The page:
The 18th leg of the Camino.
There are times I enter entirely mundane conversations outfitted in full battlegear. Purely defensive, mind you.
These days I’m able to catch myself sometimes.
These days, sometimes, I catch myself – only to persist with the stiff and cold confrontation.
There is a small, wounded animal beneath my breastplate. Wounded animals are illogical little beasts. They bite the hand that feeds them.
Today our guide invites us to contemplate which battles we can choose to walk away from and be all the better for it.
I get an almost Monty Python image of my head of a knight thrashing about in clanging armour, fighting invisible attackers why bystanders give each other knowing glances.
Some days I am that knight. There are so many battles that are long over that I am still fighting, and so many that I am anticipating – that may never happen.
What a silly way to spend my energy. I could be hiking over the same field, looking for lark’s nests, or grouse. I could be running, waist-deep through the grass. Or I could just lie back and stare at the clouds.
But I have this frightened little lemming-heart.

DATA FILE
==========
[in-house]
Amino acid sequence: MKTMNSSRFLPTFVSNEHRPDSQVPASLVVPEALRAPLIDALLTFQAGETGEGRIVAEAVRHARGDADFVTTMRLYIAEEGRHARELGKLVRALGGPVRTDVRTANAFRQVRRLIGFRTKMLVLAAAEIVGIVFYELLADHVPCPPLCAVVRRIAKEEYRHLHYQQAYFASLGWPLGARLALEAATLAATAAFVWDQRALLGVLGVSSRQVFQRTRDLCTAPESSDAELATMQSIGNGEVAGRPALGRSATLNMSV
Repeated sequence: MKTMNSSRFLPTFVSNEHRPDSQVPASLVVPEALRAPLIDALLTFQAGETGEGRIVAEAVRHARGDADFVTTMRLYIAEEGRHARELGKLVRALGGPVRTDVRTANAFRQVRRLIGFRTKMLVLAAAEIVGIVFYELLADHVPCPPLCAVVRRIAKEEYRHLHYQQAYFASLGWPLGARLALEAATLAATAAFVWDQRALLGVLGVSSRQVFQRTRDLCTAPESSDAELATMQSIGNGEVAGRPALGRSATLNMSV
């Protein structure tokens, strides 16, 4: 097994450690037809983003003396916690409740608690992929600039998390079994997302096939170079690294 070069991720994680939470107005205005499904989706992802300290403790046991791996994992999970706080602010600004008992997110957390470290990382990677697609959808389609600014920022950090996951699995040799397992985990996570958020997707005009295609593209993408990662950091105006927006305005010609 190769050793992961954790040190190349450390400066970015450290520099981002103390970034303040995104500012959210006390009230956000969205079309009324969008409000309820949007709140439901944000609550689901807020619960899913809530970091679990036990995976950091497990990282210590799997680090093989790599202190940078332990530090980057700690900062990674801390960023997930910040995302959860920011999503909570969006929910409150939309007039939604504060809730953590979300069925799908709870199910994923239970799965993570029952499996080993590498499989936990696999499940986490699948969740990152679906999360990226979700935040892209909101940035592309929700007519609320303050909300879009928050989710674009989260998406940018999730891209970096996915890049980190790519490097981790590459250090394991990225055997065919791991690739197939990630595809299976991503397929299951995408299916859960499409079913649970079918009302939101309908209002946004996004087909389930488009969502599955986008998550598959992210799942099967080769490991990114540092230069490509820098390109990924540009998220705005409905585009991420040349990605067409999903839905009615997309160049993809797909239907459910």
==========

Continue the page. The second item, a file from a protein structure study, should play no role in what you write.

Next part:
They eased the restrictions yesterday. One meter between people’s bodies, rather than two. Still no touching: No leaning into a friend’s shoulder when you share a laugh.
I’ve been thinking again about the healing nature of non-sexual touch. And about all the battles that have to be fought by many of us in order to bring that into our lives.
I think about Temple Grandin’s squeeze machine, about weighted blankets.
I think about how my gestalt therapist had me sit back-to-back with her. She asked me to lean on her – without worrying that I was too heavy for her to support, without fearing she’d chastise me when she changed her mind – or had had enough.
Sometimes our own bodies are the battlefield – the lines invisible, or shifting unpredictably.
Then again, maybe sometimes the battlefield as a metaphor can’t help at all to sooth our frantic hearts.
And all the armour is just… too heavy for the human body.
Even friendly fire
quiets with a sudden truce –
the river moves on